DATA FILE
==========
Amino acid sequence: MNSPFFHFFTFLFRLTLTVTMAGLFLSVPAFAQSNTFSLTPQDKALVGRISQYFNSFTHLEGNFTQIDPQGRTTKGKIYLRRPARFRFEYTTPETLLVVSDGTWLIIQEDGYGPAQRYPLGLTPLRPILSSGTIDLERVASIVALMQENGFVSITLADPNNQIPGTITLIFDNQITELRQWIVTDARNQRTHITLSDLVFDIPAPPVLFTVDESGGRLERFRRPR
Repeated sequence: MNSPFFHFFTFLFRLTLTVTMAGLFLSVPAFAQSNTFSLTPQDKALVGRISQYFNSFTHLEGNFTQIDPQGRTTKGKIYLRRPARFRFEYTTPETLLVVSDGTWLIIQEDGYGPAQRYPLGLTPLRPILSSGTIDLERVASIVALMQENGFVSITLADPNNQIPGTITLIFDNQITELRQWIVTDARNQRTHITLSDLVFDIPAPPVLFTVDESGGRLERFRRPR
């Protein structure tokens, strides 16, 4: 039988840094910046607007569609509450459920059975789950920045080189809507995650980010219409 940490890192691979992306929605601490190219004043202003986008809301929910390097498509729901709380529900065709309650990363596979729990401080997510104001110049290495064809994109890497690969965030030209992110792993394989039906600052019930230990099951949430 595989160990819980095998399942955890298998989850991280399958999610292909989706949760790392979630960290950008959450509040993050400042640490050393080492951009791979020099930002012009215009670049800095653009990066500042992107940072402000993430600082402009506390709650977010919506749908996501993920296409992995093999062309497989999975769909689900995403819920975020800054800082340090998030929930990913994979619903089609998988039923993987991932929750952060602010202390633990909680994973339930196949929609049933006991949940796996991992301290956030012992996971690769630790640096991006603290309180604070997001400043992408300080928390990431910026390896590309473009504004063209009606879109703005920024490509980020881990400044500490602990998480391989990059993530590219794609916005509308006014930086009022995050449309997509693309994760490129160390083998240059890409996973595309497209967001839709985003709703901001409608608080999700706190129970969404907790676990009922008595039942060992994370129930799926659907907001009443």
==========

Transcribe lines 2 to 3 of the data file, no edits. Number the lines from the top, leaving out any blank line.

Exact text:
Repeated sequence: MNSPFFHFFTFLFRLTLTVTMAGLFLSVPAFAQSNTFSLTPQDKALVGRISQYFNSFTHLEGNFTQIDPQGRTTKGKIYLRRPARFRFEYTTPETLLVVSDGTWLIIQEDGYGPAQRYPLGLTPLRPILSSGTIDLERVASIVALMQENGFVSITLADPNNQIPGTITLIFDNQITELRQWIVTDARNQRTHITLSDLVFDIPAPPVLFTVDESGGRLERFRRPR
């Protein structure tokens, strides 16, 4: 039988840094910046607007569609509450459920059975789950920045080189809507995650980010219409 940490890192691979992306929605601490190219004043202003986008809301929910390097498509729901709380529900065709309650990363596979729990401080997510104001110049290495064809994109890497690969965030030209992110792993394989039906600052019930230990099951949430 595989160990819980095998399942955890298998989850991280399958999610292909989706949760790392979630960290950008959450509040993050400042640490050393080492951009791979020099930002012009215009670049800095653009990066500042992107940072402000993430600082402009506390709650977010919506749908996501993920296409992995093999062309497989999975769909689900995403819920975020800054800082340090998030929930990913994979619903089609998988039923993987991932929750952060602010202390633990909680994973339930196949929609049933006991949940796996991992301290956030012992996971690769630790640096991006603290309180604070997001400043992408300080928390990431910026390896590309473009504004063209009606879109703005920024490509980020881990400044500490602990998480391989990059993530590219794609916005509308006014930086009022995050449309997509693309994760490129160390083998240059890409996973595309497209967001839709985003709703901001409608608080999700706190129970969404907790676990009922008595039942060992994370129930799926659907907001009443």